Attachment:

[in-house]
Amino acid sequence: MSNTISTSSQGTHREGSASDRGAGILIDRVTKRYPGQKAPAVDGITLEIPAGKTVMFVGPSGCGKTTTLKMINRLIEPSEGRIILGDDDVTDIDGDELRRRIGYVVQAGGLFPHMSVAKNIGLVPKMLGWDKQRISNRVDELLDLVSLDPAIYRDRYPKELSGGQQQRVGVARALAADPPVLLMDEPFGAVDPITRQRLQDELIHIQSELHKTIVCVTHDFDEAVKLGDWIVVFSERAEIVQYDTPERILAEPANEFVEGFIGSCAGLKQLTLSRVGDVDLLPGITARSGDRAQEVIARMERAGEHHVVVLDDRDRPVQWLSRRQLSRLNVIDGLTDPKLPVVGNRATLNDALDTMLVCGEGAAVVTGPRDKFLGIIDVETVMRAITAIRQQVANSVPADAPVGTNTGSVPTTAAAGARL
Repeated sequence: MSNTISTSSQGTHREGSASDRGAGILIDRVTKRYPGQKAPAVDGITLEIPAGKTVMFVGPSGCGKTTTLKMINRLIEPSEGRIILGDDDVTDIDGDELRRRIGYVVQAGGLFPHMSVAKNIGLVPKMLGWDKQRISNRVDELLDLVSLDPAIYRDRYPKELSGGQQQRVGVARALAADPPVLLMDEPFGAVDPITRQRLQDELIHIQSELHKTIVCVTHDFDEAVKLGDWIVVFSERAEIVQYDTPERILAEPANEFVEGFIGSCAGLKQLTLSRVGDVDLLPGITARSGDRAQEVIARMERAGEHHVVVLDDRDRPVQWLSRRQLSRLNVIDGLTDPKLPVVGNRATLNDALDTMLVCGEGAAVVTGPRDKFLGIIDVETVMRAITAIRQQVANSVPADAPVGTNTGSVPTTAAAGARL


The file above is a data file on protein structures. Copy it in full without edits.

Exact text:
[in-house]
Amino acid sequence: MSNTISTSSQGTHREGSASDRGAGILIDRVTKRYPGQKAPAVDGITLEIPAGKTVMFVGPSGCGKTTTLKMINRLIEPSEGRIILGDDDVTDIDGDELRRRIGYVVQAGGLFPHMSVAKNIGLVPKMLGWDKQRISNRVDELLDLVSLDPAIYRDRYPKELSGGQQQRVGVARALAADPPVLLMDEPFGAVDPITRQRLQDELIHIQSELHKTIVCVTHDFDEAVKLGDWIVVFSERAEIVQYDTPERILAEPANEFVEGFIGSCAGLKQLTLSRVGDVDLLPGITARSGDRAQEVIARMERAGEHHVVVLDDRDRPVQWLSRRQLSRLNVIDGLTDPKLPVVGNRATLNDALDTMLVCGEGAAVVTGPRDKFLGIIDVETVMRAITAIRQQVANSVPADAPVGTNTGSVPTTAAAGARL
Repeated sequence: MSNTISTSSQGTHREGSASDRGAGILIDRVTKRYPGQKAPAVDGITLEIPAGKTVMFVGPSGCGKTTTLKMINRLIEPSEGRIILGDDDVTDIDGDELRRRIGYVVQAGGLFPHMSVAKNIGLVPKMLGWDKQRISNRVDELLDLVSLDPAIYRDRYPKELSGGQQQRVGVARALAADPPVLLMDEPFGAVDPITRQRLQDELIHIQSELHKTIVCVTHDFDEAVKLGDWIVVFSERAEIVQYDTPERILAEPANEFVEGFIGSCAGLKQLTLSRVGDVDLLPGITARSGDRAQEVIARMERAGEHHVVVLDDRDRPVQWLSRRQLSRLNVIDGLTDPKLPVVGNRATLNDALDTMLVCGEGAAVVTGPRDKFLGIIDVETVMRAITAIRQQVANSVPADAPVGTNTGSVPTTAAAGARL